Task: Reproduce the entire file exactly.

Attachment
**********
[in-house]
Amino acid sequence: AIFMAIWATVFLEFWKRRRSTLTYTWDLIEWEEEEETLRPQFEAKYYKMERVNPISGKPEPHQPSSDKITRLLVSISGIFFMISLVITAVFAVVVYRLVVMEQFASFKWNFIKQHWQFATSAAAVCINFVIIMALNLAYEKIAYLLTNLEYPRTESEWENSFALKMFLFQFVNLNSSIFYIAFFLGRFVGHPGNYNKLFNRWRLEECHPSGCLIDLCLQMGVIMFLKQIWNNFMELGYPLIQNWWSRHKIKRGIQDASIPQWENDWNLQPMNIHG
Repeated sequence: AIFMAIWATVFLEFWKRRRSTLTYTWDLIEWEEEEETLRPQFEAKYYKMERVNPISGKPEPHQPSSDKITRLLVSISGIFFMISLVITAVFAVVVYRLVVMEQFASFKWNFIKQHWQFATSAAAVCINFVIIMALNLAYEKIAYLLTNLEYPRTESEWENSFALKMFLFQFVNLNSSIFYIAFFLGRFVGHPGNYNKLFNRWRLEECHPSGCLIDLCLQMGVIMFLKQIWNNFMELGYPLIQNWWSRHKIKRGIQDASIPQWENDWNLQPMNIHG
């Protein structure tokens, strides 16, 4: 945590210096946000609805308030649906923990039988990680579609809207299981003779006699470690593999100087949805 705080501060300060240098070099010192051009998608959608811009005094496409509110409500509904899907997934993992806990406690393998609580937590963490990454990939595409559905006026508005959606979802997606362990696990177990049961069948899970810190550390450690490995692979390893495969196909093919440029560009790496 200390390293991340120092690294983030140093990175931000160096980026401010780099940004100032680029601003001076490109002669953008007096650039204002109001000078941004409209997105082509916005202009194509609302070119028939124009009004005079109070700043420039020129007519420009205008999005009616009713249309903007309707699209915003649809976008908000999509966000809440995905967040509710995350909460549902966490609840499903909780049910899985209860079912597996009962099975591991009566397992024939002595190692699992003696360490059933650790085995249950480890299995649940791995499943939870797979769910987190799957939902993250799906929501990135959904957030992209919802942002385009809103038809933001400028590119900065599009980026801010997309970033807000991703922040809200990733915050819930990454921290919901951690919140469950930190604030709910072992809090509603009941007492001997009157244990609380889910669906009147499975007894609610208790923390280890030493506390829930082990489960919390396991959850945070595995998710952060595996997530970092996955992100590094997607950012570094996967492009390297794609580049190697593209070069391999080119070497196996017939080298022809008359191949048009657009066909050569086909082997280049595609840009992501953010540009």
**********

[in-house]
Amino acid sequence: AIFMAIWATVFLEFWKRRRSTLTYTWDLIEWEEEEETLRPQFEAKYYKMERVNPISGKPEPHQPSSDKITRLLVSISGIFFMISLVITAVFAVVVYRLVVMEQFASFKWNFIKQHWQFATSAAAVCINFVIIMALNLAYEKIAYLLTNLEYPRTESEWENSFALKMFLFQFVNLNSSIFYIAFFLGRFVGHPGNYNKLFNRWRLEECHPSGCLIDLCLQMGVIMFLKQIWNNFMELGYPLIQNWWSRHKIKRGIQDASIPQWENDWNLQPMNIHG
Repeated sequence: AIFMAIWATVFLEFWKRRRSTLTYTWDLIEWEEEEETLRPQFEAKYYKMERVNPISGKPEPHQPSSDKITRLLVSISGIFFMISLVITAVFAVVVYRLVVMEQFASFKWNFIKQHWQFATSAAAVCINFVIIMALNLAYEKIAYLLTNLEYPRTESEWENSFALKMFLFQFVNLNSSIFYIAFFLGRFVGHPGNYNKLFNRWRLEECHPSGCLIDLCLQMGVIMFLKQIWNNFMELGYPLIQNWWSRHKIKRGIQDASIPQWENDWNLQPMNIHG
């Protein structure tokens, strides 16, 4: 945590210096946000609805308030649906923990039988990680579609809207299981003779006699470690593999100087949805 705080501060300060240098070099010192051009998608959608811009005094496409509110409500509904899907997934993992806990406690393998609580937590963490990454990939595409559905006026508005959606979802997606362990696990177990049961069948899970810190550390450690490995692979390893495969196909093919440029560009790496 200390390293991340120092690294983030140093990175931000160096980026401010780099940004100032680029601003001076490109002669953008007096650039204002109001000078941004409209997105082509916005202009194509609302070119028939124009009004005079109070700043420039020129007519420009205008999005009616009713249309903007309707699209915003649809976008908000999509966000809440995905967040509710995350909460549902966490609840499903909780049910899985209860079912597996009962099975591991009566397992024939002595190692699992003696360490059933650790085995249950480890299995649940791995499943939870797979769910987190799957939902993250799906929501990135959904957030992209919802942002385009809103038809933001400028590119900065599009980026801010997309970033807000991703922040809200990733915050819930990454921290919901951690919140469950930190604030709910072992809090509603009941007492001997009157244990609380889910669906009147499975007894609610208790923390280890030493506390829930082990489960919390396991959850945070595995998710952060595996997530970092996955992100590094997607950012570094996967492009390297794609580049190697593209070069391999080119070497196996017939080298022809008359191949048009657009066909050569086909082997280049595609840009992501953010540009």